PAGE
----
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Reading the Tea Leaves in Hawaii

Nestled in the tropical volcanic regions of the Big Island of Hawaii sits local artisan Eva Lee's tea orchard. In the Aloha State, which has come to be known for its premium Kona coffee, she and a handful of other entrepreneurial advocates are giving root to a new and experimental agricultural industry -- native-grown and processed Hawaii tea.

Hawaii tea is only about five years old and remains largely untried, with the current crop occupying less than eight acres.

GROUNDS FOR OPTIMISM. In need of new plants to diversify the region's agricultural economy, the movement began as a research effort by the U.S. Agriculture Dept. and the University of Hawaii, after horticulturist Francis Zee found that Camellia sinensis tea plants flourish in the tropical climate and volcanic soil. At high elevations, tea bushes receive a healthy dose of sun in the afternoon, while the cold evenings intensify taste.

Finding a crop that grows well in Hawaii is only a small part of the quest. History has demonstrated that making crops economically viable can be a daunting challenge. Despite the lush growing conditions, Hawaii's burdensome transportation overheads have made competition at the commodity level almost impossible. This has meant an emphasis on specialty-grown gourmet products for which consumers are willing to pay higher prices.

The phenomenal success of Kona coffee -- and the virtual extinction of large plantations -- highlight the need for niche-market, brand-oriented business models. Kona coffee, grown only in a few small areas, owes its allure to the production method: Farms are small, and the plants are generally tended by hand. In the mass market, it would be difficult for such methods to be competitive. But to gourmets willing to pay the price, Kona offers coffee connoisseurs unique taste and quality.

BREW OF CHOICE. The initial high-quality of many early tea experiments has left some wondering whether the crop may be the next Kona coffee. And they have reason to be optimistic. Tea is the No. 2 beverage in the world after water, the demand for its antioxidants and other nutritional benefits is at an all-time high, agro-tourism is on the rise, and Hawaii is free of many of the diseases that have ravaged tea plantations across Asia.

Yet all the potential in the world isn't enough to allow firm predictions about the commercial success of Hawaii tea, which isn't yet available to the public.

"We're still at the dreaming stage right now," says Byron Goo, whose business consults with growers and researchers to teach them how to discern between different tea types and qualities. "The promise and hope is there, but the research and numbers are not." The long-term survival of the fledgling industry, Goo maintains, will rely on the ability to create something completely unique.

ARTISAN'S TOUCH. With only five years of tea-growing experience in Hawaii, the task of developing this unique product falls smack in the hands of researchers and small local growers such as Eva Lee.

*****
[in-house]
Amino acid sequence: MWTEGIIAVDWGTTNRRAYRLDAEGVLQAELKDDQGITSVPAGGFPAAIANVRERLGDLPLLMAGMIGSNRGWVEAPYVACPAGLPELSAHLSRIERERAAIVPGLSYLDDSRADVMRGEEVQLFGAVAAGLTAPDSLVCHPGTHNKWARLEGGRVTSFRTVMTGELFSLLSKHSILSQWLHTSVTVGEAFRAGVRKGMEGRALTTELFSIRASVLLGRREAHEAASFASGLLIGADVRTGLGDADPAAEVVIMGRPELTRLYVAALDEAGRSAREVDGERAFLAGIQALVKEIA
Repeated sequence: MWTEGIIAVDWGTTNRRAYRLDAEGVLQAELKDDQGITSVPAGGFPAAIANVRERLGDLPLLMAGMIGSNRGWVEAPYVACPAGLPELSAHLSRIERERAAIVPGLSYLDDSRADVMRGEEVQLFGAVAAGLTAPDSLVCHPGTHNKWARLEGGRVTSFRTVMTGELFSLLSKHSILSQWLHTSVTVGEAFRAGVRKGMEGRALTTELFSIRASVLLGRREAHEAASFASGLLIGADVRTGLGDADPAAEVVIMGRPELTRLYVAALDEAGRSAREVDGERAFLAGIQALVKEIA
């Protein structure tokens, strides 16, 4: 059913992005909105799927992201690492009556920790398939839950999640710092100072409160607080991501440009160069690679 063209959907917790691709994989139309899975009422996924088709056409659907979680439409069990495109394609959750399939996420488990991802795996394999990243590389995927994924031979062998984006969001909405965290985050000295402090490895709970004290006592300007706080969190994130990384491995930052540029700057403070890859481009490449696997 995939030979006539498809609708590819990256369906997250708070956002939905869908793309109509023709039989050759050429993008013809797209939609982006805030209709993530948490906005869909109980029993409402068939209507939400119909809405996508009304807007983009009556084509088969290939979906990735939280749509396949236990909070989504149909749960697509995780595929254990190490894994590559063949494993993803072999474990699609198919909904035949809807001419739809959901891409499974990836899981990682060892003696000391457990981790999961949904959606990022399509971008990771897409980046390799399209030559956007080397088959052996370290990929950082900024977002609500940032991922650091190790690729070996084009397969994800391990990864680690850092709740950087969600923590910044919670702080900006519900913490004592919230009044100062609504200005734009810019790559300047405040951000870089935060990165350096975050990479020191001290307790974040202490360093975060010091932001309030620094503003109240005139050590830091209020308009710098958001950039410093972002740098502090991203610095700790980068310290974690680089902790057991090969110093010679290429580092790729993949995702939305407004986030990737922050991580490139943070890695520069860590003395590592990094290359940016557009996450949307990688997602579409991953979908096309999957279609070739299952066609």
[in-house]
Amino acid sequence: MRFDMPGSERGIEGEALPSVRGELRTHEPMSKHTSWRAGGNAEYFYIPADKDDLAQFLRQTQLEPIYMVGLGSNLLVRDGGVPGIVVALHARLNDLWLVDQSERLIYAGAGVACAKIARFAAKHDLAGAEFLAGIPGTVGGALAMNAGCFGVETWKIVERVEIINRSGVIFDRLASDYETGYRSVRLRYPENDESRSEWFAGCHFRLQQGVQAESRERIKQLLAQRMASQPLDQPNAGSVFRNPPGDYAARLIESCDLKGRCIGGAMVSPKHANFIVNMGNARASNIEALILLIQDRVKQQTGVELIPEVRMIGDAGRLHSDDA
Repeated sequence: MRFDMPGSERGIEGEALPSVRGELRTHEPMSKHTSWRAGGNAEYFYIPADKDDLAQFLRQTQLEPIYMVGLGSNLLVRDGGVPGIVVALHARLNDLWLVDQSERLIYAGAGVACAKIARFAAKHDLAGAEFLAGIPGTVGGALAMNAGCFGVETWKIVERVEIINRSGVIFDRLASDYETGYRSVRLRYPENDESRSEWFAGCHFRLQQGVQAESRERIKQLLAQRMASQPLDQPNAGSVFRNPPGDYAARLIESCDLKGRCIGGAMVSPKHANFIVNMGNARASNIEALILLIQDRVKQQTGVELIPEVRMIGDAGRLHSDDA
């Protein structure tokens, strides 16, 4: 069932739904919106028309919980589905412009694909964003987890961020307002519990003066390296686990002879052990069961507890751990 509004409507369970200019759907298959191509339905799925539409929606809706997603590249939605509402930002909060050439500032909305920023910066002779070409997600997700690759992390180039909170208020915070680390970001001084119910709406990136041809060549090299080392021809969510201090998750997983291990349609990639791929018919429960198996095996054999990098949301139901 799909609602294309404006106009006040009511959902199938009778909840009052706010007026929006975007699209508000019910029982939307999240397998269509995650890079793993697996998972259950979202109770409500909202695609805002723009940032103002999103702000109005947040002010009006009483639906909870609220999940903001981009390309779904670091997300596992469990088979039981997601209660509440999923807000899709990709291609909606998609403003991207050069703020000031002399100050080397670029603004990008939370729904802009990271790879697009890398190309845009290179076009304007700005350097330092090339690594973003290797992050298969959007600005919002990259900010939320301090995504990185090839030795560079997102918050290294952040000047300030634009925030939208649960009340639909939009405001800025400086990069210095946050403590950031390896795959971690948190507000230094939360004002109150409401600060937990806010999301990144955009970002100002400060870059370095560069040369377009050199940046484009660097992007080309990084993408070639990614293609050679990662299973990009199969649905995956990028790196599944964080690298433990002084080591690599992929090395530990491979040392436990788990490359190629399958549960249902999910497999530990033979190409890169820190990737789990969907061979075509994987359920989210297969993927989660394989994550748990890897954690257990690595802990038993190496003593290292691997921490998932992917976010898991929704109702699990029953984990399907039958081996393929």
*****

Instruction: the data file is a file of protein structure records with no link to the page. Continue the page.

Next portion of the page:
Unmotivated by money -- Lee insists this isn't something you do for a quick buck -- these artisans have a vested interest in putting the necessary time and effort into creating quality.

Lee says Zee's approach of incorporating tea with culture and lifestyle has attracted a lot of artisans to the business. "People find that their lifestyles go very much hand in hand with growing tea on their properties, and they're doing it with a sort of artisan's consciousness."

GROWING CONCERN. With no promise of financial compensation, many of these growers find motivation in the desire to create something from nothing and to be a part of a phenomenon larger than themselves. "We all aspire to become a very unique addition to Hawaii's economy," says Lee. Adds Mike Riley, a fellow grower: "I would like to be a part of seeing an industry develop."

The Hawaii Tea Society, of which Lee is now president, was born out of this communality. It was created about a year ago to encourage and promote Hawaiian-grown and -processed tea, to promote an appreciation for the cultural heritage behind various teas, and to maintain a "spirit of cooperation" among members to further develop Hawaii's tea culture and industry.

For now, and probably for the next five-or-so years, Hawaii tea will remain in the hands of these artisan growers and researchers who are slowly working to perfect the science. "For the people involved locally, it's a passion of theirs...a lot of little players investing whatever kind of resources they have and following their dream," Goo says.

VISIONS SPLENDID. For Riley, this means continuing with what he calls "the tea experiment." Now that it has been shown that Hawaii can grow tea, the next step is the art of tea-processing -- which remains unbroken ground. "It's not a product yet that we can say is going to be world-class, because of our inexperience," he admits.

"Who is going to bring tea from Hawaii to the forefront? It's the artisan," Lee says. "Tea needs to be approached with patience and sensitivity and creativity." Whether you call this the spirit of a tea advocate, artist, or entrepreneur, it seems these growers have the vision to turn their small orchards into something much more rewarding.

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